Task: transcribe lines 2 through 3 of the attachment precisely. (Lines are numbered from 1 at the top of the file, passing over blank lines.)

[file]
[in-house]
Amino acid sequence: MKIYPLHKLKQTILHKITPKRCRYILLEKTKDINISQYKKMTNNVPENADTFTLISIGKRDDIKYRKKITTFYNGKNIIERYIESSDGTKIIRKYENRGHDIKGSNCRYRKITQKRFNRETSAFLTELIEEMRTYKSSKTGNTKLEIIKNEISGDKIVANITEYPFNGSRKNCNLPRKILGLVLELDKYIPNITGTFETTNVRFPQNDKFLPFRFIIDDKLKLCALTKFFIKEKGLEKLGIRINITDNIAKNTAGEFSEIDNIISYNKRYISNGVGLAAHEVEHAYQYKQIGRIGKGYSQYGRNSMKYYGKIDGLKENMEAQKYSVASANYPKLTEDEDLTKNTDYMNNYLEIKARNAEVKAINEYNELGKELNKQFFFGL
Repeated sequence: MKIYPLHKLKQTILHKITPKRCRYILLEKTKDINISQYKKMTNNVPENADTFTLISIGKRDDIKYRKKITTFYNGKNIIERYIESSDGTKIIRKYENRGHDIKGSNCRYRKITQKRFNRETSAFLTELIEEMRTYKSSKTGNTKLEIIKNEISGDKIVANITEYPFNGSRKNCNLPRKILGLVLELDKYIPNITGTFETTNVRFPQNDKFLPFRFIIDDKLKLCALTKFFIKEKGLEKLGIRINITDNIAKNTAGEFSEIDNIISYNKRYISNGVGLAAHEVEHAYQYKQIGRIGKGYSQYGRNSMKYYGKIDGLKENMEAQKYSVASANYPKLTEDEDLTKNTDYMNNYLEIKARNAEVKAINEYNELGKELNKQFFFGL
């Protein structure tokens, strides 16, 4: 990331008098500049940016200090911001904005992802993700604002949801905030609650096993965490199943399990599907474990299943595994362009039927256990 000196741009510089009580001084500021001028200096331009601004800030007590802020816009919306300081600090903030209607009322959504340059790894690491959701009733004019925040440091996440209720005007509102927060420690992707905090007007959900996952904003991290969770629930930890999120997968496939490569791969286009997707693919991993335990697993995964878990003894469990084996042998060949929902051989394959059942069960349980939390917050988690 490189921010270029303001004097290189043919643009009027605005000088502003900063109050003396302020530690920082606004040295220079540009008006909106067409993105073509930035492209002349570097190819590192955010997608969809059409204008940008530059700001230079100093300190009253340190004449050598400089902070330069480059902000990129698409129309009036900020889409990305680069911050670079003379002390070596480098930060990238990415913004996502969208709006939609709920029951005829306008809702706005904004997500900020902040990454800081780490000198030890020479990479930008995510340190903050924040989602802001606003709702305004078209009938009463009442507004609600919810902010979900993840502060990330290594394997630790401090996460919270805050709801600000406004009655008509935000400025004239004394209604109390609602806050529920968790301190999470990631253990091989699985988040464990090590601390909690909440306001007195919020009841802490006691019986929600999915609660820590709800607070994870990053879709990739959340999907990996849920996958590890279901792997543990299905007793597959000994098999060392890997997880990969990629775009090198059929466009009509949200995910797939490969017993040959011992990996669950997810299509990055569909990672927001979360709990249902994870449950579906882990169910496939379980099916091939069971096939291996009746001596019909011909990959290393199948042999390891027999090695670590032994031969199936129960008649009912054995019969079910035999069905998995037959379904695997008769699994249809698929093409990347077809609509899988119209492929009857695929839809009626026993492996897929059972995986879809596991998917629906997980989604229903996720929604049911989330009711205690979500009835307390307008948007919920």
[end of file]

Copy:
Amino acid sequence: MKIYPLHKLKQTILHKITPKRCRYILLEKTKDINISQYKKMTNNVPENADTFTLISIGKRDDIKYRKKITTFYNGKNIIERYIESSDGTKIIRKYENRGHDIKGSNCRYRKITQKRFNRETSAFLTELIEEMRTYKSSKTGNTKLEIIKNEISGDKIVANITEYPFNGSRKNCNLPRKILGLVLELDKYIPNITGTFETTNVRFPQNDKFLPFRFIIDDKLKLCALTKFFIKEKGLEKLGIRINITDNIAKNTAGEFSEIDNIISYNKRYISNGVGLAAHEVEHAYQYKQIGRIGKGYSQYGRNSMKYYGKIDGLKENMEAQKYSVASANYPKLTEDEDLTKNTDYMNNYLEIKARNAEVKAINEYNELGKELNKQFFFGL
Repeated sequence: MKIYPLHKLKQTILHKITPKRCRYILLEKTKDINISQYKKMTNNVPENADTFTLISIGKRDDIKYRKKITTFYNGKNIIERYIESSDGTKIIRKYENRGHDIKGSNCRYRKITQKRFNRETSAFLTELIEEMRTYKSSKTGNTKLEIIKNEISGDKIVANITEYPFNGSRKNCNLPRKILGLVLELDKYIPNITGTFETTNVRFPQNDKFLPFRFIIDDKLKLCALTKFFIKEKGLEKLGIRINITDNIAKNTAGEFSEIDNIISYNKRYISNGVGLAAHEVEHAYQYKQIGRIGKGYSQYGRNSMKYYGKIDGLKENMEAQKYSVASANYPKLTEDEDLTKNTDYMNNYLEIKARNAEVKAINEYNELGKELNKQFFFGL